Privet

Privet

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Privet, Common privet | Ligustrum ovalifolium

Privet is a quick-growing, multi-stemmed hedging plant or shrub with attractive dark green leaves and white flowers in midsummer. It is semi-evergreen, meaning it should keep its leaves in the winter if it is mild but will drop some of its leaves in a cold winter.

Why plant Privet hedging?

  • Fast growing
  • Can be easily clipped to form neat hedges.
  • Very tough and reliable.
  • Can be grown in most sites (including dry shade, exposed and coastal sites) and most soils except waterlogged soils.
  • Can grow in full sun to partial shade.
  • Creates an effective screen and windbreak.
  • Tolerates pollution, so can be grown next to a busy road where it will also filter the noise.
  • Has attractive white flowers
  • Berries will benefit wildlife

How far apart should I plant Privet?

Pot-grown privet should be planted 45-60cm (1'6"-2ft) apart to form a dense hedge.

What type of soil will Privet grow in?

Most soils except waterlogged.

How tall and wide will Privet grow?

Ultimate size 3-4m (10-12ft) high and wide.

How fast will it grow?

Privet will grow between 45-60cm (1’6”-2’) a year under ideal conditions.

How often will I need to trim a Privet hedge?

Trim a Privet hedge at least once a year from May to August (just check there are no birds nesting in it before you trim). The more you cut it, the denser it becomes. If necessary, it can be cut back hard in April to reduce the size.

Additional information about Privet

Clusters of white flowers emerge in around July, followed by shiny black berries. If you have a pet stick insect, privet leaves are among its favourite foods. Privet is poisonous to livestock, so we do not recommend planting it near a field that contains cattle or sheep.

The many names of Privet

There are many other alternative common names including Oval Leaf privet, Garden privet, Korean privet and Californian privet.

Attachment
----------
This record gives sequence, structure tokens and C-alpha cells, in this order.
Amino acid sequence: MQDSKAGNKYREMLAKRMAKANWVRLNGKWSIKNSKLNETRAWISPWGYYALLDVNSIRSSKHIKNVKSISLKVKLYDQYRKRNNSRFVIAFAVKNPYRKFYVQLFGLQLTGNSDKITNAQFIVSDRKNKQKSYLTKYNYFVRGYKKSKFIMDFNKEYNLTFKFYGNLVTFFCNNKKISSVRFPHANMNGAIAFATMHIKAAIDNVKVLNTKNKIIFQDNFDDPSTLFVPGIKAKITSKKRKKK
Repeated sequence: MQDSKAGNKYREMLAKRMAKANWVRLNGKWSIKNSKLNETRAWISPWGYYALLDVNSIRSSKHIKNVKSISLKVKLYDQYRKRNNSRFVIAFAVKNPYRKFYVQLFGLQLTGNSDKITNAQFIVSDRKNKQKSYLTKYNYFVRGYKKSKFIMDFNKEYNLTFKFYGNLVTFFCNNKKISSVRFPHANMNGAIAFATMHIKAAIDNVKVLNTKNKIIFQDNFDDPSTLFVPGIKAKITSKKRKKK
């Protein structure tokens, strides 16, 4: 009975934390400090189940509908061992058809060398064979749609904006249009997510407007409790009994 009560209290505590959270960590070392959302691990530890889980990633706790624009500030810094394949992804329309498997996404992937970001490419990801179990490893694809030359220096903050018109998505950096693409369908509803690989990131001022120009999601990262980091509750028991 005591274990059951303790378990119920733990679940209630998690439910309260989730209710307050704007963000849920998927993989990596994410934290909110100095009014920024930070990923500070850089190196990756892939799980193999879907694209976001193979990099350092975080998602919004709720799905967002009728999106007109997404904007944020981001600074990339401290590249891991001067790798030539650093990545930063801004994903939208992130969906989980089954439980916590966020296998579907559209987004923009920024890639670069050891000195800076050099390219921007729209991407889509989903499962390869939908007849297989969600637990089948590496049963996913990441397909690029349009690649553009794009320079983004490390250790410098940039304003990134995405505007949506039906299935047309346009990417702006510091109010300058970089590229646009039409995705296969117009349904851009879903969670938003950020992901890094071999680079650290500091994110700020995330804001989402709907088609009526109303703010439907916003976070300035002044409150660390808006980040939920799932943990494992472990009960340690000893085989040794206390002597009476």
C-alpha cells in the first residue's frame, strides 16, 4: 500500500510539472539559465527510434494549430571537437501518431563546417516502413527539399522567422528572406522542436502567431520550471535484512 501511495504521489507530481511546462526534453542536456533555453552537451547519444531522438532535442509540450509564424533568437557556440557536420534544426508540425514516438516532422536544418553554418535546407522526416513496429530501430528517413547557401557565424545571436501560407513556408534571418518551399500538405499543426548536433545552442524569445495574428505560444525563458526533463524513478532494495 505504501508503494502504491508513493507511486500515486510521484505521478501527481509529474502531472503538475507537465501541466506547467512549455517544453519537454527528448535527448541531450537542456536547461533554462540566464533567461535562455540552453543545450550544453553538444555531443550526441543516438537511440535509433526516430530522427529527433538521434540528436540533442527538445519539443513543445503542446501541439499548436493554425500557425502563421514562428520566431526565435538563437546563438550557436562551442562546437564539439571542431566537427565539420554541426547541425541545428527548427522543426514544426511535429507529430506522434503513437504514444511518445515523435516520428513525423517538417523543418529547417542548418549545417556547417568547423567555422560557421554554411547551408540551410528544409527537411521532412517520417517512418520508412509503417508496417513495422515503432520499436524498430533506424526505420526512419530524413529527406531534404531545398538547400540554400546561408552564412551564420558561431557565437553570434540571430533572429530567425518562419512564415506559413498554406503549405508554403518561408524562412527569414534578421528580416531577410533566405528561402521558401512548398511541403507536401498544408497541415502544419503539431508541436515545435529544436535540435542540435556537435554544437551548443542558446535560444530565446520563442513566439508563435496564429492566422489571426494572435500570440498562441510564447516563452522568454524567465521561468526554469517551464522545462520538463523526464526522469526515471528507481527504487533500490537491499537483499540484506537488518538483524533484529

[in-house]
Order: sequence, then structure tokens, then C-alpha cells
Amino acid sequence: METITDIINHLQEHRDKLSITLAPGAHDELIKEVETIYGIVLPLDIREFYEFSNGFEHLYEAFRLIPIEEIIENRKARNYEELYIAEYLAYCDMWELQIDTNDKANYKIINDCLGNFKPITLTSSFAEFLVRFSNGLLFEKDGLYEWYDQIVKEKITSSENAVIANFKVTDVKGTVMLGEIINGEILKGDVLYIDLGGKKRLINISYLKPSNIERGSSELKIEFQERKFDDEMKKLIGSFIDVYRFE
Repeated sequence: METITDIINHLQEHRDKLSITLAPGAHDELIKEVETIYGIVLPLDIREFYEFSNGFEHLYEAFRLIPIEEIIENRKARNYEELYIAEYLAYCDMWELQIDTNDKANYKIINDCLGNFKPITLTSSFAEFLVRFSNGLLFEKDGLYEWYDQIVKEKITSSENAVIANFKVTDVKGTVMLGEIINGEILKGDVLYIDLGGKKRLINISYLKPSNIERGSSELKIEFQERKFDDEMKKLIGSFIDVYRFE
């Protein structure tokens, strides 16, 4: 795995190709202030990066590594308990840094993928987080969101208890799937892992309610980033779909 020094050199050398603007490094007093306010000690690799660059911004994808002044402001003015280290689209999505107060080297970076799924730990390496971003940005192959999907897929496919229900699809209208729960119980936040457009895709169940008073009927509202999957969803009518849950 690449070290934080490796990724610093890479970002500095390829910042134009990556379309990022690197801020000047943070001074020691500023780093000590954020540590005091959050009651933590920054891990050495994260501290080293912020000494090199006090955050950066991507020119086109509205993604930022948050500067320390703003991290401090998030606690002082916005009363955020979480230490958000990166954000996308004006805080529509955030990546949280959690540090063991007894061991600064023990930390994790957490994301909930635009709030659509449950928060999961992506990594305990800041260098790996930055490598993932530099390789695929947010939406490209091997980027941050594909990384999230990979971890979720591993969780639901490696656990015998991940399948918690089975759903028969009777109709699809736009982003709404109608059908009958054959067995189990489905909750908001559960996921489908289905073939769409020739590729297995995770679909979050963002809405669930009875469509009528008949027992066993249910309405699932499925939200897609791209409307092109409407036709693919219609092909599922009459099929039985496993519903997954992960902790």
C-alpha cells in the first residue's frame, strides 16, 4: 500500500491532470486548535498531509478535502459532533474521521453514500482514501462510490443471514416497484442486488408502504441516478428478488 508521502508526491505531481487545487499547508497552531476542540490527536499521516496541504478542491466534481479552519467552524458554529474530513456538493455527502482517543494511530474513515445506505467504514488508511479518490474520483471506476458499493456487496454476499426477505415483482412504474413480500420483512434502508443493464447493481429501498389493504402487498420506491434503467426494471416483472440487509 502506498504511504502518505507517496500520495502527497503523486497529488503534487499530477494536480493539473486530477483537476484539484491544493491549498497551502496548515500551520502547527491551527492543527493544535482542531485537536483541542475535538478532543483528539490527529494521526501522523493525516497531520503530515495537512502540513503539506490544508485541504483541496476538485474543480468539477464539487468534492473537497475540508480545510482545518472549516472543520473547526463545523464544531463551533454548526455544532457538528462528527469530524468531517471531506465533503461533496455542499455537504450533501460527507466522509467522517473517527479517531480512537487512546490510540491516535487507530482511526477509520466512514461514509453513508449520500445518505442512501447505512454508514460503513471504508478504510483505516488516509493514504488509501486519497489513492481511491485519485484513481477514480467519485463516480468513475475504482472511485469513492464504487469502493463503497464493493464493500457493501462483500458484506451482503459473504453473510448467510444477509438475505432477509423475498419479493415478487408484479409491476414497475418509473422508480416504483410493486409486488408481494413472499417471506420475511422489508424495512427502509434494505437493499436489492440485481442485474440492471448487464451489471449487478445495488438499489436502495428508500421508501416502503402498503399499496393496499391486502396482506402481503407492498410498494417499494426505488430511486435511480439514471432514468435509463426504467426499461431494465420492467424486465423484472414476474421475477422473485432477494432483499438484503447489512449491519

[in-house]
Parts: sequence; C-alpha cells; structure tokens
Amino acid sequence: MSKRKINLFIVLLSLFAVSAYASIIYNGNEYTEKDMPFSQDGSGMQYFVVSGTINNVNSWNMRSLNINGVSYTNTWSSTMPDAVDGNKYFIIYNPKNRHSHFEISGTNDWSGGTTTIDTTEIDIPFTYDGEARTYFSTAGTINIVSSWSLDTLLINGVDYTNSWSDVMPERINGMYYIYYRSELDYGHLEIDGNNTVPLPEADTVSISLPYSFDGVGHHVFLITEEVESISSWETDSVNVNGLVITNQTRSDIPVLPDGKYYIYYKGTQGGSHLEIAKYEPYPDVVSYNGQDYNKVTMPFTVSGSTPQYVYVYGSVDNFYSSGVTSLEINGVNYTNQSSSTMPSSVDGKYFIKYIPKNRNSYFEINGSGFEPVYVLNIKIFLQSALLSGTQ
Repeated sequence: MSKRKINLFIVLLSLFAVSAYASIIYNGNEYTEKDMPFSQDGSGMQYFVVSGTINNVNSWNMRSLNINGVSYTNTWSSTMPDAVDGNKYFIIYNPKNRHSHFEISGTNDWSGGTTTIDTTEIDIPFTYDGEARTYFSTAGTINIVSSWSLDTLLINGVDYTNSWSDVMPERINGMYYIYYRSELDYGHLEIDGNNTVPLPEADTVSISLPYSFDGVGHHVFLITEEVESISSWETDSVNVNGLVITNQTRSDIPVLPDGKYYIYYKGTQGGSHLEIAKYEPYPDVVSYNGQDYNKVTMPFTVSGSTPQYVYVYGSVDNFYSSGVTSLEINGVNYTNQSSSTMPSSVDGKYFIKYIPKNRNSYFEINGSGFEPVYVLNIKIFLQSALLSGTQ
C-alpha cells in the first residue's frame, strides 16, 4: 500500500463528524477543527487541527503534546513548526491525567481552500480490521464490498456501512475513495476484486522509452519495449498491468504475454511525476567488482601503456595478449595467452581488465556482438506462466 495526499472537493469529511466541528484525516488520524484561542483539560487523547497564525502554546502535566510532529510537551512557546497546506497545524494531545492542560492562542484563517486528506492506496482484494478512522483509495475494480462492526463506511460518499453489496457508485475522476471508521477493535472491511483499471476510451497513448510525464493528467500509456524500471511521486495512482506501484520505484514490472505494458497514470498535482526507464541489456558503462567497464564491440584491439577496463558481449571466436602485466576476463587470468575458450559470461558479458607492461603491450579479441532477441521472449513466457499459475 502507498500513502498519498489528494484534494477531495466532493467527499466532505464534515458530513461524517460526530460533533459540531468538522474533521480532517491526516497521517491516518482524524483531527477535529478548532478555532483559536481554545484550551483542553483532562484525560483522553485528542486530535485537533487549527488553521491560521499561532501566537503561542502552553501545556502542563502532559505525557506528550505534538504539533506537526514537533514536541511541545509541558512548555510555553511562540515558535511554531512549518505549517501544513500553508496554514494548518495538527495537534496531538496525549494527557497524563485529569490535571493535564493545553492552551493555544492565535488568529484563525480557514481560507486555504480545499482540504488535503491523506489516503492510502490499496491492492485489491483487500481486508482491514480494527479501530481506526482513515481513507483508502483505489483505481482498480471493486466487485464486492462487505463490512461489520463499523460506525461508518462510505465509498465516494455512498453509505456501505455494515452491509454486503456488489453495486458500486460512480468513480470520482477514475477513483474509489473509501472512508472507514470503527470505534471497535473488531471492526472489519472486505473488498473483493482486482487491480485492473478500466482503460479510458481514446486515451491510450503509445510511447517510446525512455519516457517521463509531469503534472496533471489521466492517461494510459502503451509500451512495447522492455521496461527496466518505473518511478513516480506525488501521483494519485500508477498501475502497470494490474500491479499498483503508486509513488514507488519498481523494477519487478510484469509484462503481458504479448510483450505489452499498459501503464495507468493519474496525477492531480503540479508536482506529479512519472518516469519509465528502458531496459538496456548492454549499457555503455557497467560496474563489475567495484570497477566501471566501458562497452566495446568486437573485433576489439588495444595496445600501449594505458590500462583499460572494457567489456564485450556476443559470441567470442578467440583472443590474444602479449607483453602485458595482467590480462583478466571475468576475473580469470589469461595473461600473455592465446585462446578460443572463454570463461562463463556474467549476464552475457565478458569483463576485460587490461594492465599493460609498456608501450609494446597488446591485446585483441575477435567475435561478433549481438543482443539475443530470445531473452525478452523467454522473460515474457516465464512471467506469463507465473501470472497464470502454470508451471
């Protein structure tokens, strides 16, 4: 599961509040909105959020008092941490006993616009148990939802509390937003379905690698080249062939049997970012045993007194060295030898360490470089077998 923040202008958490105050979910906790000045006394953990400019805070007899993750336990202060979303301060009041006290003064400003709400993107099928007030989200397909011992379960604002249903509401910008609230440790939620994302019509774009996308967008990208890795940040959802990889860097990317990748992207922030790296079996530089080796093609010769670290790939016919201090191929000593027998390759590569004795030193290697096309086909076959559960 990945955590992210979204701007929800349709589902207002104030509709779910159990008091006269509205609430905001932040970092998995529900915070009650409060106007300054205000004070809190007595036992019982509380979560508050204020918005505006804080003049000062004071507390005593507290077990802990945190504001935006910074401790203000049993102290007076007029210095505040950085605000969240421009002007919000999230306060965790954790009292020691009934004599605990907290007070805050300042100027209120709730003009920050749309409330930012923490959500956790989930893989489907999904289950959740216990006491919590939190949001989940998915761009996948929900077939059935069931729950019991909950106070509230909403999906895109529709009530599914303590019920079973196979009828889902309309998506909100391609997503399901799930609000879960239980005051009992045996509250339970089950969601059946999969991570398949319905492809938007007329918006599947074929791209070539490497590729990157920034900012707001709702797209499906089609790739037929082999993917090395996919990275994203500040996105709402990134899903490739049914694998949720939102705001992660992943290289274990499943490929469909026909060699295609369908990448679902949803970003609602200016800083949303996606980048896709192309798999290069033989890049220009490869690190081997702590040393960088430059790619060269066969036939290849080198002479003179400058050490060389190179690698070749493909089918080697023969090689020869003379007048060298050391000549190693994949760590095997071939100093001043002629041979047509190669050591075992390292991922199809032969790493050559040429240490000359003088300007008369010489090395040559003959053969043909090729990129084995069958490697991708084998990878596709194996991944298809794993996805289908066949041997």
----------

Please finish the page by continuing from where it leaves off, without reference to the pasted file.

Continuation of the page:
Botany and origins

The botanical name of common privet is Ligustrum ovalifolium. It is a member of Oleaceae (Olive) family and is native to Japan and Korea.

The benefits of growing a Privet hedge

The flowers and berries attract wildlife. If grown near a busy road, a Privet hedge will reduce the traffic noise and block pollutants.

Alternatives to Privet hedging

Golden privet (Ligustrum ovalifolium ‘Aureum’) is another type with golden variegation in the leaves. Griselinia littoralis has slightly larger leaves that are a lighter green similar to the colour of a Granny Smith apple. Leylandii is a good alternative for filtering traffic pollution. Portuguese Laurel (Prunus lusitanica ‘Angustifolia’) has slightly larger leaves that are darker green.

Privet

Privet

Grid  List 

1 Item(s)

Grid  List 

1 Item(s)

Privet, Common privet | Ligustrum ovalifolium

Privet is a quick-growing, multi-stemmed hedging plant or shrub with attractive dark green leaves and white flowers in midsummer. It is semi-evergreen, meaning it should keep its leaves in the winter if it is mild but will drop some of its leaves in a cold winter.

Why plant Privet hedging?

  • Fast growing
  • Can be easily clipped to form neat hedges.
  • Very tough and reliable.
  • Can be grown in most sites (including dry shade, exposed and coastal sites) and most soils except waterlogged soils.
  • Can grow in full sun to partial shade.
  • Creates an effective screen and windbreak.
  • Tolerates pollution, so can be grown next to a busy road where it will also filter the noise.
  • Has attractive white flowers
  • Berries will benefit wildlife

How far apart should I plant Privet?

Pot-grown privet should be planted 45-60cm (1'6"-2ft) apart to form a dense hedge.

What type of soil will Privet grow in?

Most soils except waterlogged.

How tall and wide will Privet grow?

Ultimate size 3-4m (10-12ft) high and wide.

How fast will it grow?

Privet will grow between 45-60cm (1’6”-2’) a year under ideal conditions.

How often will I need to trim a Privet hedge?

Trim a Privet hedge at least once a year from May to August (just check there are no birds nesting in it before you trim). The more you cut it, the denser it becomes. If necessary, it can be cut back hard in April to reduce the size.

Additional information about Privet

Clusters of white flowers emerge in around July, followed by shiny black berries. If you have a pet stick insect, privet leaves are among its favourite foods. Privet is poisonous to livestock, so we do not recommend planting it near a field that contains cattle or sheep.

The many names of Privet

There are many other alternative common names including Oval Leaf privet, Garden privet, Korean privet and Californian privet.

Botany and origins

The botanical name of common privet is Ligustrum ovalifolium. It is a member of Oleaceae (Olive) family and is native to Japan and Korea.

The benefits of growing a Privet hedge

The flowers and berries attract wildlife. If grown near a busy road, a Privet hedge will reduce the traffic noise and block pollutants.

Alternatives to Privet hedging

Golden privet (Ligustrum ovalifolium ‘Aureum’) is another type with golden variegation in the leaves. Griselinia littoralis has slightly larger leaves that are a lighter green similar to the colour of a Granny Smith apple. Leylandii is a good alternative for filtering traffic pollution. Portuguese Laurel (Prunus lusitanica ‘Angustifolia’) has slightly larger leaves that are darker green.